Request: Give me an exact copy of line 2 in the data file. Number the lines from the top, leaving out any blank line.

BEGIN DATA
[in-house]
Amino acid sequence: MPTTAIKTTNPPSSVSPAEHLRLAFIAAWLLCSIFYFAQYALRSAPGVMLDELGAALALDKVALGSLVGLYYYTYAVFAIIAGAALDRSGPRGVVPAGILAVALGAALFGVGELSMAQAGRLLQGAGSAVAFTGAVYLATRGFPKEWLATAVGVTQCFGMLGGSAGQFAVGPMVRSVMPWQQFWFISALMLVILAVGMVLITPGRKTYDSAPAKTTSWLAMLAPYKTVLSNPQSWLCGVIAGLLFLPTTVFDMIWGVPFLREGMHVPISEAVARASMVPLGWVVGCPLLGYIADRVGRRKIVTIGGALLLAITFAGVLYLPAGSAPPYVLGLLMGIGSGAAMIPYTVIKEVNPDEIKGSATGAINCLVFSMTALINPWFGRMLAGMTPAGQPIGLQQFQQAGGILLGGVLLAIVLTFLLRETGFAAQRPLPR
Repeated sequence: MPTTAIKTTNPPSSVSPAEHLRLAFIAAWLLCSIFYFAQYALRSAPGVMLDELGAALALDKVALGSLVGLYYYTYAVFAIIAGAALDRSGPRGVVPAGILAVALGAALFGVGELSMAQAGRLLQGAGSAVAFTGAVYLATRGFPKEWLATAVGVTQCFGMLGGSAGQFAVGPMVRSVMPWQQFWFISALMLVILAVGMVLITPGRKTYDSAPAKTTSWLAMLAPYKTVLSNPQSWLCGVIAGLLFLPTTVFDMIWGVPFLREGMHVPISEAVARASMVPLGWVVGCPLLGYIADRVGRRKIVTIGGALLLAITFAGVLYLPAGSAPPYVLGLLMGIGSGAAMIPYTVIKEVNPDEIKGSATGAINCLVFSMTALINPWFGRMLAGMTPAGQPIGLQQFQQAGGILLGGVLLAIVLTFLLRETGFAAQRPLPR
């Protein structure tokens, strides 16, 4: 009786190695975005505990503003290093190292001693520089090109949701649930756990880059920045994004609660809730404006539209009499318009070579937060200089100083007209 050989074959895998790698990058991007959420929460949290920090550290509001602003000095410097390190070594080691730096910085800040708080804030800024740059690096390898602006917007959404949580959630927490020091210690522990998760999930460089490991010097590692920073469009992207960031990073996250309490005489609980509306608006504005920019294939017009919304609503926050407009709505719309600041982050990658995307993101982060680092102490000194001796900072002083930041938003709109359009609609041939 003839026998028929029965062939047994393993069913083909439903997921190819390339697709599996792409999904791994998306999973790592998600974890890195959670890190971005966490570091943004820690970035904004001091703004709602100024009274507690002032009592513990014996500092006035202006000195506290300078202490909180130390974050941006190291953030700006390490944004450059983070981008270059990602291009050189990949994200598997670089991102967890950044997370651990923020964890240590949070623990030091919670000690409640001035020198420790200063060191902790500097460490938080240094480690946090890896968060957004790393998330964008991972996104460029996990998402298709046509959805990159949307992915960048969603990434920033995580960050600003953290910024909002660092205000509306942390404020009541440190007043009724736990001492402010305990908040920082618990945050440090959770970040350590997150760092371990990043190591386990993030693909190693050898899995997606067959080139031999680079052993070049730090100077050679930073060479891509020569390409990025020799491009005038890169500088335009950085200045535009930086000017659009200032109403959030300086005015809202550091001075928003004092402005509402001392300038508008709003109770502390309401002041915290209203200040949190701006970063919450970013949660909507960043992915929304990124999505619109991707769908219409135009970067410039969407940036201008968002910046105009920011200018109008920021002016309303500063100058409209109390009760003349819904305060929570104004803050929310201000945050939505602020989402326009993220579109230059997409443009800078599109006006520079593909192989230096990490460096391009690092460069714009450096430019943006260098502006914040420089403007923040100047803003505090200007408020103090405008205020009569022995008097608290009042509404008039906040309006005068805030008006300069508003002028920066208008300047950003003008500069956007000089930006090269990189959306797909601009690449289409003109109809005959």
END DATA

Amino acid sequence: MPTTAIKTTNPPSSVSPAEHLRLAFIAAWLLCSIFYFAQYALRSAPGVMLDELGAALALDKVALGSLVGLYYYTYAVFAIIAGAALDRSGPRGVVPAGILAVALGAALFGVGELSMAQAGRLLQGAGSAVAFTGAVYLATRGFPKEWLATAVGVTQCFGMLGGSAGQFAVGPMVRSVMPWQQFWFISALMLVILAVGMVLITPGRKTYDSAPAKTTSWLAMLAPYKTVLSNPQSWLCGVIAGLLFLPTTVFDMIWGVPFLREGMHVPISEAVARASMVPLGWVVGCPLLGYIADRVGRRKIVTIGGALLLAITFAGVLYLPAGSAPPYVLGLLMGIGSGAAMIPYTVIKEVNPDEIKGSATGAINCLVFSMTALINPWFGRMLAGMTPAGQPIGLQQFQQAGGILLGGVLLAIVLTFLLRETGFAAQRPLPR